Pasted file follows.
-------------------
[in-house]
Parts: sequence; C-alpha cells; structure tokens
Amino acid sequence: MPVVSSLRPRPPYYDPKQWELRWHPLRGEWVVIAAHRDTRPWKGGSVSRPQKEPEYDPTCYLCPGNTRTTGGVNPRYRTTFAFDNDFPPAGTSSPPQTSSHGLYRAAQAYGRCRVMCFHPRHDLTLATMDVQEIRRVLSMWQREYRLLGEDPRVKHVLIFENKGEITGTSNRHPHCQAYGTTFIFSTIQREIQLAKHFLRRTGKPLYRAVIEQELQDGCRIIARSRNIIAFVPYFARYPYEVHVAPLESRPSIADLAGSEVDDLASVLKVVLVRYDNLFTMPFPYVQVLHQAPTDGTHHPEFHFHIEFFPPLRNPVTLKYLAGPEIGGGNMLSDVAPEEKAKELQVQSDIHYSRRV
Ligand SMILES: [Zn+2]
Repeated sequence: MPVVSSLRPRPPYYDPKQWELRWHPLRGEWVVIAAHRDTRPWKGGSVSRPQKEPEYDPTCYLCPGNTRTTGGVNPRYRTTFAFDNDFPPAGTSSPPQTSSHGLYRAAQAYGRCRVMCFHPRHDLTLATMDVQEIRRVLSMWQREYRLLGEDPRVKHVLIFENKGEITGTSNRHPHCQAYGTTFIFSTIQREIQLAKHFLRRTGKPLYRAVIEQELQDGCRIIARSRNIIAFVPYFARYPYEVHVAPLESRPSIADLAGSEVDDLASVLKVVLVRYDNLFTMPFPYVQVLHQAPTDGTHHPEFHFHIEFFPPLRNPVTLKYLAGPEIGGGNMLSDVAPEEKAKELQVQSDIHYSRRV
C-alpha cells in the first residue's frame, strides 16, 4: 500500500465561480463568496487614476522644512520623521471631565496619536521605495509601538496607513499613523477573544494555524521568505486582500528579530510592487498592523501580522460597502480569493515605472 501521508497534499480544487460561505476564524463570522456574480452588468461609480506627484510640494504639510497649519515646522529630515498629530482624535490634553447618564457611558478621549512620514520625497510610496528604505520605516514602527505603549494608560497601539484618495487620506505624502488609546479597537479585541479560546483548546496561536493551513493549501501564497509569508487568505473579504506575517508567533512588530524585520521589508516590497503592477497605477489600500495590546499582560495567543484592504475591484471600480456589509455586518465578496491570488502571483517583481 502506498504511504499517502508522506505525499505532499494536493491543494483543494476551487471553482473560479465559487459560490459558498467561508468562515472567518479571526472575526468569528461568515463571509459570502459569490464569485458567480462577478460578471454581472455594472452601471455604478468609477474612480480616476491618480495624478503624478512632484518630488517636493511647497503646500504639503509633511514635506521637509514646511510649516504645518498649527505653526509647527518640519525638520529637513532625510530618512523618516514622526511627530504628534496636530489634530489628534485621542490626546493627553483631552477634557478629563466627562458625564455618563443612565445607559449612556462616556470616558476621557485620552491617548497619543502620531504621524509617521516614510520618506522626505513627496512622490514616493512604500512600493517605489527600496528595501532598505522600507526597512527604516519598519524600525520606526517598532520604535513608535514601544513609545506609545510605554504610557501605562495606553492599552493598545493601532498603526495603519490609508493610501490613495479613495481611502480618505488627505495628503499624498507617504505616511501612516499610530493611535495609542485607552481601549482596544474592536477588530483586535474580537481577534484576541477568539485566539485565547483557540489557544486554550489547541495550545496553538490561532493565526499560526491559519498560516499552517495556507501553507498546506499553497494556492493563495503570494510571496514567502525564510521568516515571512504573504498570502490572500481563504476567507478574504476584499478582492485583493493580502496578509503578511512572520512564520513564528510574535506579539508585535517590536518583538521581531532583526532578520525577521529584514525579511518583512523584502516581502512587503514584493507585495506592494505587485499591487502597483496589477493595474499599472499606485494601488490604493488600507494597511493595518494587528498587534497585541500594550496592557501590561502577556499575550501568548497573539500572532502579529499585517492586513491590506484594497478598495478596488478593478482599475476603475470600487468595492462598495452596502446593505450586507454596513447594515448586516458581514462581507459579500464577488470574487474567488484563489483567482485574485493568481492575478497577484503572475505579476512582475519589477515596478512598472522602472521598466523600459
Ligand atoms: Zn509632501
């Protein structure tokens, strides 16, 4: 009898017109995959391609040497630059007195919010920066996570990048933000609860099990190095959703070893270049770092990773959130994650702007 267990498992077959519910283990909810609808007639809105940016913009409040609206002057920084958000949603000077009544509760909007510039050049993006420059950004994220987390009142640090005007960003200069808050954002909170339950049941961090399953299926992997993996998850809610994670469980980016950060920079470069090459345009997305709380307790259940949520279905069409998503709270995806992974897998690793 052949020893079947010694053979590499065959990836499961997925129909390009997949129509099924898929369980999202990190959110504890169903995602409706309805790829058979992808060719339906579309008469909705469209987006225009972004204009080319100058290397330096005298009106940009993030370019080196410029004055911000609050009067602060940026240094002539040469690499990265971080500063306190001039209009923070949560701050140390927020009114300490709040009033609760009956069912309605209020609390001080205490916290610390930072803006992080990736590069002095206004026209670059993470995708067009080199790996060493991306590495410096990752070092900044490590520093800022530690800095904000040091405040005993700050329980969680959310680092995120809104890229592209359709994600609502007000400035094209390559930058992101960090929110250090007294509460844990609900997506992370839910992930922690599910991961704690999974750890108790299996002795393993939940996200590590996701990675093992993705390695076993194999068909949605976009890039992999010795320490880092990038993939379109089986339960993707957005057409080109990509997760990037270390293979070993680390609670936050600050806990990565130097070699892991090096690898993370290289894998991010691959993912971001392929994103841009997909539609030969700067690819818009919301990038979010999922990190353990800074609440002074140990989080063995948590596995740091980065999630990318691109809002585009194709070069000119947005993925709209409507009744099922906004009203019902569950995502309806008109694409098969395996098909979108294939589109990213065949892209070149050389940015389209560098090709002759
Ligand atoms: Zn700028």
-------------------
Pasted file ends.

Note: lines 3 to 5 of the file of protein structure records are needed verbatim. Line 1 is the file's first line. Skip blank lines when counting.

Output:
Amino acid sequence: MPVVSSLRPRPPYYDPKQWELRWHPLRGEWVVIAAHRDTRPWKGGSVSRPQKEPEYDPTCYLCPGNTRTTGGVNPRYRTTFAFDNDFPPAGTSSPPQTSSHGLYRAAQAYGRCRVMCFHPRHDLTLATMDVQEIRRVLSMWQREYRLLGEDPRVKHVLIFENKGEITGTSNRHPHCQAYGTTFIFSTIQREIQLAKHFLRRTGKPLYRAVIEQELQDGCRIIARSRNIIAFVPYFARYPYEVHVAPLESRPSIADLAGSEVDDLASVLKVVLVRYDNLFTMPFPYVQVLHQAPTDGTHHPEFHFHIEFFPPLRNPVTLKYLAGPEIGGGNMLSDVAPEEKAKELQVQSDIHYSRRV
Ligand SMILES: [Zn+2]
Repeated sequence: MPVVSSLRPRPPYYDPKQWELRWHPLRGEWVVIAAHRDTRPWKGGSVSRPQKEPEYDPTCYLCPGNTRTTGGVNPRYRTTFAFDNDFPPAGTSSPPQTSSHGLYRAAQAYGRCRVMCFHPRHDLTLATMDVQEIRRVLSMWQREYRLLGEDPRVKHVLIFENKGEITGTSNRHPHCQAYGTTFIFSTIQREIQLAKHFLRRTGKPLYRAVIEQELQDGCRIIARSRNIIAFVPYFARYPYEVHVAPLESRPSIADLAGSEVDDLASVLKVVLVRYDNLFTMPFPYVQVLHQAPTDGTHHPEFHFHIEFFPPLRNPVTLKYLAGPEIGGGNMLSDVAPEEKAKELQVQSDIHYSRRV